Joseph Conrad (1857-1924) conceived adventure Homeric way: as a moral drama. Like Ulysses, his heroes are constantly strive to make decisive choices to settle as dignified as possible in precarious universes and dream in a difficult redemption involving a return to the assurances starting the moral world shared by all those who can considered "one of us".
Conrad's heroes are perhaps too human, and so have our sympathy in advance. Hence, too, we finish hard to read stories like that counts LORD JIM (1900) without feeling that we have changed a bit, we have acquired some of the tragic certainties to which comes the problem.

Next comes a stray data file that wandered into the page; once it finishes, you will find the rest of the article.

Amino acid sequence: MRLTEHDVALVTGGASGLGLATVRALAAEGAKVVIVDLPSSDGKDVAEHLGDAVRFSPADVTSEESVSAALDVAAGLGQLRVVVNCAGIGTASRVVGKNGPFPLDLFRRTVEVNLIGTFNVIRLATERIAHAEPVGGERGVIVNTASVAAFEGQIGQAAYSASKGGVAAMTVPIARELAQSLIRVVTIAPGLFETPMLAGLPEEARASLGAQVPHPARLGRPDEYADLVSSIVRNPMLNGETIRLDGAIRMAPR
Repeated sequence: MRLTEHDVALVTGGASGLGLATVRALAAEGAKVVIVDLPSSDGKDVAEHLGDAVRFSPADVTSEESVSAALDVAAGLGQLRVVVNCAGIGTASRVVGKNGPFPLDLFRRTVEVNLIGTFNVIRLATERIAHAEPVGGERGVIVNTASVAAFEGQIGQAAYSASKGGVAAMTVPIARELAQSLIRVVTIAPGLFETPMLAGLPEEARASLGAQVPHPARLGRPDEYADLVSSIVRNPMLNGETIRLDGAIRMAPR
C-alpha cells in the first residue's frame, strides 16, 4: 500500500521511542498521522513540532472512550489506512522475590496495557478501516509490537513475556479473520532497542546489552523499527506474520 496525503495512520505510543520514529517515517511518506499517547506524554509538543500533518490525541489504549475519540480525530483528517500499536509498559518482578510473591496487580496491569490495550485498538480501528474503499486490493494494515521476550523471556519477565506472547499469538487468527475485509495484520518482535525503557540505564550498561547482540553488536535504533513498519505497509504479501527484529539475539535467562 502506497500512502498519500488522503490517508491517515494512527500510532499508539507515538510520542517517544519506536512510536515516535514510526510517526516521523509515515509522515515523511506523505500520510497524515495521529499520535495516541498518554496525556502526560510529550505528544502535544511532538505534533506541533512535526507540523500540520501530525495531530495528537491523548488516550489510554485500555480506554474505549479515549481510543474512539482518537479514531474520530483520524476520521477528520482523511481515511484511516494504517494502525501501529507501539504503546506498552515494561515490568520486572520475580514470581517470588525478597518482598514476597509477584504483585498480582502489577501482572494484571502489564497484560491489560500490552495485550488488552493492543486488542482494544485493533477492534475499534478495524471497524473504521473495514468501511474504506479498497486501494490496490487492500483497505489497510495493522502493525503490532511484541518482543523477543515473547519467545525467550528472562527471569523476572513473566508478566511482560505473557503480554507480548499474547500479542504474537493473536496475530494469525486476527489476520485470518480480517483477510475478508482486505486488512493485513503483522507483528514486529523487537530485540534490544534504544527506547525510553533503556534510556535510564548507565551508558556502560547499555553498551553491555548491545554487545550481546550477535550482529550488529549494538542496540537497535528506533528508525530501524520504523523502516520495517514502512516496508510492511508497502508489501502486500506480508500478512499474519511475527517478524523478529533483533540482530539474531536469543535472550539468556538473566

Conrad, who also HEAD OF DARKNESS (Heart of Darkness), THE NIGGER OF THE "NARCISSUS" (The black of the "Narcissus", 1987), and VICTORY (Victoria, 1915) presents in LORD JIM intense scene a world in which the old ideals of duty and honor conflict with the cynical utilitarian morality that seems to prevail in contemporary societies.